Monthly Archives: May 2014

Finals FAQ’s …..Answered!

kcFinals time has finally arrived! You may find yourself asking a lot of questions about how you should prepare for your finals. We have the answers to some of the most common questions!

I have so many exams to study for; how can I maximize my time when studying?

Consider your preferred learning style. When studying, do you learn best by: using images and diagrams? Repeating aloud the material and talking about it with others? Working with models and being physically engaged with the content? Reading and writing….and then, rereading and rewriting? These characteristics describe four different learning styles – visual, auditory, kinesthetic, read/write.   Draw on study strategies that match your preferred way to learn in order to maximize your study time.   Find specific study strategies for each learning style by viewing the Targeting your Learning Style for Success presentation in the Academic Success & Study Strategies section on our resource page.

Where do I get the help I need?First, consider what kind of help it is that you need. Are you struggling with course content? Need help making a study plan? Stressed out? Once you determine what kind of help you need you can pinpoint the appropriate campus resource(s):

o   Professors – Don’t forget that your teacher is the one who writes the exam! Take advantage of office hours and get the information you need.

o   Academic Achievement Center– Stop by the AAC for tutoring: “Last Minute Finals Q&A Sessions” run by AAC tutors.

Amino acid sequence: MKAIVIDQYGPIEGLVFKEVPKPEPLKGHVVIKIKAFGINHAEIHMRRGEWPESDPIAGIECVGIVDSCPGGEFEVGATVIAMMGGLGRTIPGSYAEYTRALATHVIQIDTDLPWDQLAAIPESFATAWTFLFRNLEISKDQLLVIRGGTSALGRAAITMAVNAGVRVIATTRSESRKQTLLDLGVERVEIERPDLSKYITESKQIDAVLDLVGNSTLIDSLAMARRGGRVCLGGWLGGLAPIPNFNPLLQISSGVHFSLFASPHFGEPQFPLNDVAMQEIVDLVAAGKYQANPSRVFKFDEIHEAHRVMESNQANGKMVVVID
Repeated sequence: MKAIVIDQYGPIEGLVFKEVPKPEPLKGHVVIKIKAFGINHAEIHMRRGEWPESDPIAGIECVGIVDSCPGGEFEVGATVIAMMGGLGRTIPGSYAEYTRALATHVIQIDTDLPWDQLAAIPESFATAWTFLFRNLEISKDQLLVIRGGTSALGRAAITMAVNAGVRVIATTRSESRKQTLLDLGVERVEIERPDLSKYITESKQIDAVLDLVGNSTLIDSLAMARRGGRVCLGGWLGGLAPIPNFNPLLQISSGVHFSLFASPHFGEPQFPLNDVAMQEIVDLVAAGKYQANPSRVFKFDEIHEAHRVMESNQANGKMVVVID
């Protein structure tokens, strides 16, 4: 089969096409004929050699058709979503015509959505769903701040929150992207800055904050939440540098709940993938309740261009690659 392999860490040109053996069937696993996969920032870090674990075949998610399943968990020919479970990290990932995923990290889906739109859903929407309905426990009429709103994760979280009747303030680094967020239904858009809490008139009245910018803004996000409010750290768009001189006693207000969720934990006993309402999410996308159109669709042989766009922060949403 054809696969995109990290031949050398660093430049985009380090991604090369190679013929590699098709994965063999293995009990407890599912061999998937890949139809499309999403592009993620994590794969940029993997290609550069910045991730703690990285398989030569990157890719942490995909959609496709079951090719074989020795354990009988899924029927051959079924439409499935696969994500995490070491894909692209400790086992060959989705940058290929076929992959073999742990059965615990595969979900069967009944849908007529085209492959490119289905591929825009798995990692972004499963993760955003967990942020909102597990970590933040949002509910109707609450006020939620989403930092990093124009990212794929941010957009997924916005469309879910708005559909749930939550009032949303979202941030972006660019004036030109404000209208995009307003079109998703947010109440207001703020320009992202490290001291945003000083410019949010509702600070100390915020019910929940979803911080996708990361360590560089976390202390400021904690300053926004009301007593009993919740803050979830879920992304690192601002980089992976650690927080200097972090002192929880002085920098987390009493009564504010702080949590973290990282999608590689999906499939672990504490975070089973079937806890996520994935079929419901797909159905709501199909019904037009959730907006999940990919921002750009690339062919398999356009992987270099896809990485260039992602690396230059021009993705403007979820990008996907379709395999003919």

o   Library Resources – The library offers extended hours during finals to accommodate busy schedules. Also, check out the schedule for the “Relax your Brain” tables.

o   Writing Center – Don’t delay getting assistance with your papers. Visit the writing center to make an appointment or call 410-704-3426.

o   Counseling Center – Call or visit the counseling center to learn about programs and workshops that can help to reduce stress and anxiety during this busy time of year.

What if my “final” is a paper?

Start drafting your paper as soon as possible to give yourself enough time to revise your paper a few times before turning it in.   Wayne Robertson, Director of TU’s Writing Center suggests these tips for revising your paper:

o   Read aloud to catch errors and sentences that sound awkward. In any given day, you listen to a lot more language than you read. The result is that your ear is usually a much better editor than your eyes. Find yourself a quiet room and just read the entire paper aloud. Any time you stumble, rework that sentence to make it sound smoother.